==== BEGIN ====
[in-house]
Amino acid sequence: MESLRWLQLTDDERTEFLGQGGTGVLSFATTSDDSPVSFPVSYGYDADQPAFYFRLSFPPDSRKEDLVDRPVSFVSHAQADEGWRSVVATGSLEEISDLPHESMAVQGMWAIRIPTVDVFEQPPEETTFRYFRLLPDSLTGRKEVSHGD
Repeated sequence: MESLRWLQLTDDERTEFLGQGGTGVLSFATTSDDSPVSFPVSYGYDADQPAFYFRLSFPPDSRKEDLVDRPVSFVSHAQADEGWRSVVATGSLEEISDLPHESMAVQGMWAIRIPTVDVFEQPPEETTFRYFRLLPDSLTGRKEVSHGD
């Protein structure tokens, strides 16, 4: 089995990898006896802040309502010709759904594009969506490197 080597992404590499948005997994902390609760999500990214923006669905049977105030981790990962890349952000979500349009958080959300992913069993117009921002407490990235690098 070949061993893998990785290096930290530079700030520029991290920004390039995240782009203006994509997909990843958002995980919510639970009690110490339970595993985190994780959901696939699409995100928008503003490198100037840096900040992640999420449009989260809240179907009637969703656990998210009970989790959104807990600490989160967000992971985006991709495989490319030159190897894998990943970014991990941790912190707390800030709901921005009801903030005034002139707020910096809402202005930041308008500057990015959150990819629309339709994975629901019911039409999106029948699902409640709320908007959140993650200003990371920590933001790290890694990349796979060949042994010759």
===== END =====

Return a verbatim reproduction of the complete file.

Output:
[in-house]
Amino acid sequence: MESLRWLQLTDDERTEFLGQGGTGVLSFATTSDDSPVSFPVSYGYDADQPAFYFRLSFPPDSRKEDLVDRPVSFVSHAQADEGWRSVVATGSLEEISDLPHESMAVQGMWAIRIPTVDVFEQPPEETTFRYFRLLPDSLTGRKEVSHGD
Repeated sequence: MESLRWLQLTDDERTEFLGQGGTGVLSFATTSDDSPVSFPVSYGYDADQPAFYFRLSFPPDSRKEDLVDRPVSFVSHAQADEGWRSVVATGSLEEISDLPHESMAVQGMWAIRIPTVDVFEQPPEETTFRYFRLLPDSLTGRKEVSHGD
């Protein structure tokens, strides 16, 4: 089995990898006896802040309502010709759904594009969506490197 080597992404590499948005997994902390609760999500990214923006669905049977105030981790990962890349952000979500349009958080959300992913069993117009921002407490990235690098 070949061993893998990785290096930290530079700030520029991290920004390039995240782009203006994509997909990843958002995980919510639970009690110490339970595993985190994780959901696939699409995100928008503003490198100037840096900040992640999420449009989260809240179907009637969703656990998210009970989790959104807990600490989160967000992971985006991709495989490319030159190897894998990943970014991990941790912190707390800030709901921005009801903030005034002139707020910096809402202005930041308008500057990015959150990819629309339709994975629901019911039409999106029948699902409640709320908007959140993650200003990371920590933001790290890694990349796979060949042994010759």